Photo by Singer, 2012

Cardiovascular Medicine, Chronic Disease, Genetics, Research, Stanford News

Damage to dead cell disposal system may increase heart disease

Damage to dead cell disposal system may increase heart disease

garbage cansThink of it like taking out the garbage.

That’s the way Stanford researcher Nicholas Leeper, MD, explained to me the findings of his recently published study.

Actually, it’s more helpful to think of the study’s discoveries on the genetics of heart disease as something of a garbage strike – at the molecular level.

Due to a genetic defect, the body’s ability to dispose of its daily tonnage of dead cells gets damaged, and as a result the body’s garbage - in the form of old cells and debris - starts to build up in the walls of its blood vessels. Normally, the body is extremely efficient at taking out the garbage. Two hundred billion cells die every day in our bodies and most get cleared out within a matter of seconds. But when this process breaks down and garbage in the form of necrotic cells starts building up in the walls of blood vessels, it’s not a good thing.

Leeper, a physician and assistant professor of vascular surgery, and colleagues Yoko Kojima, MD, Tom Quertermous, MD, and others set out to discover why genetic variation at the chromosome 9p21 location has been repeatedly identified as the most important commonly inherited DNA sequence for a wide range of cardiovascular diseases including stroke, heart attacks and aneurysms.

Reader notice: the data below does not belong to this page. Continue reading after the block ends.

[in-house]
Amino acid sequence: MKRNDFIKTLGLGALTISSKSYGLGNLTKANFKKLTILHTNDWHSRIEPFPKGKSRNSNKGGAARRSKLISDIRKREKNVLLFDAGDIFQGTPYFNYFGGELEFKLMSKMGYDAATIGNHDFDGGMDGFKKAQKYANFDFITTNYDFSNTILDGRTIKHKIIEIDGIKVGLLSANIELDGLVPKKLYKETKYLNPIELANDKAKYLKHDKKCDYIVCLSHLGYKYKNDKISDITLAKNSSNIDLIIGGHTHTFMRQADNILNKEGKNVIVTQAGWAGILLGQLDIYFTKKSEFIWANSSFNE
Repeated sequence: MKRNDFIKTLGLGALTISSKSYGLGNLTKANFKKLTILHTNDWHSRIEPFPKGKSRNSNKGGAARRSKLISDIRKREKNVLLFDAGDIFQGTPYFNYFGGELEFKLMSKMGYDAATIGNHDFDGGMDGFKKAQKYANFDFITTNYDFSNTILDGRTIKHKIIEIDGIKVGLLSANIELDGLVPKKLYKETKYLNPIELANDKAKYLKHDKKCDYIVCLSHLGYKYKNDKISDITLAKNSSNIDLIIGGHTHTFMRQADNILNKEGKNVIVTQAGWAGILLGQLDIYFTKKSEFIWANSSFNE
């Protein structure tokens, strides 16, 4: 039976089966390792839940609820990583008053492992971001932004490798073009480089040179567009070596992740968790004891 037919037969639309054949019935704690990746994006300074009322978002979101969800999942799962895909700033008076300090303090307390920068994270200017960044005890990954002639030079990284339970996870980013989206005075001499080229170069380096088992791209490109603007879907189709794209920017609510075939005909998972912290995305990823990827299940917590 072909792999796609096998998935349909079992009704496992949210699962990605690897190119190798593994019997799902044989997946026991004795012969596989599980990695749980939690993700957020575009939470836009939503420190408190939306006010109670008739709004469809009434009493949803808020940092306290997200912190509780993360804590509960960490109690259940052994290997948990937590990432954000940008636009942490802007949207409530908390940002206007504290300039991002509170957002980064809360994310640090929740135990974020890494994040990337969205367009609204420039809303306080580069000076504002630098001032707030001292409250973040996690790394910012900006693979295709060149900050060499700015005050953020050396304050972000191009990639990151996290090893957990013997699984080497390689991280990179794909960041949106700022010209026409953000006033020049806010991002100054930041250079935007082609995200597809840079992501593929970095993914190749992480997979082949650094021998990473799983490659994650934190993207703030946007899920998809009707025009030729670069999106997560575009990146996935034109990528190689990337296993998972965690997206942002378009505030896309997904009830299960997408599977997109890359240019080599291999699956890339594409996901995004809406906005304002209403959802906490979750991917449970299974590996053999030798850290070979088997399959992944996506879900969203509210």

Conducting studies in mice with atherosclerosis, the researchers showed that loss of a candidate gene at this locus leads to impaired “efferocytosis” - from the Latin for “take to the grave” – the process by which dead or necrotic cells are removed. Literally, the burying of dead cells. Mice with this genetic variation showed an increase in buildup of these dead cells, further advancing their atherosclerosis as opposed to those that did not have the genetic variation.

In other words, a commonly inherited genetic variant, which is found in 20 percent of the population, contributes to the development of coronary artery disease (also known as coronary atherosclerosis) by stimulating the accumulation of necrotic debris within the evolving plaque. Coronary atherosclerosis is the process by which plaque builds up in the wall of heart vessels, eventually leading to chest pain and potentially lethal heart attacks. Leeper explained it to me further:

If you were born with genetic variation at the 9p21 locus, your risk of heart disease is elevated, though we haven’t understood why. This research gets at that hidden risk. You can be a non-smoker, be thin, have low blood pressure, and still be at risk for a heart attack if you were born with this variant. This work may help explain that inherited risk factor, and more importantly help develop a new therapy to prevent the heritable component of cardiovascular disease.

Photo by shooting brooklyn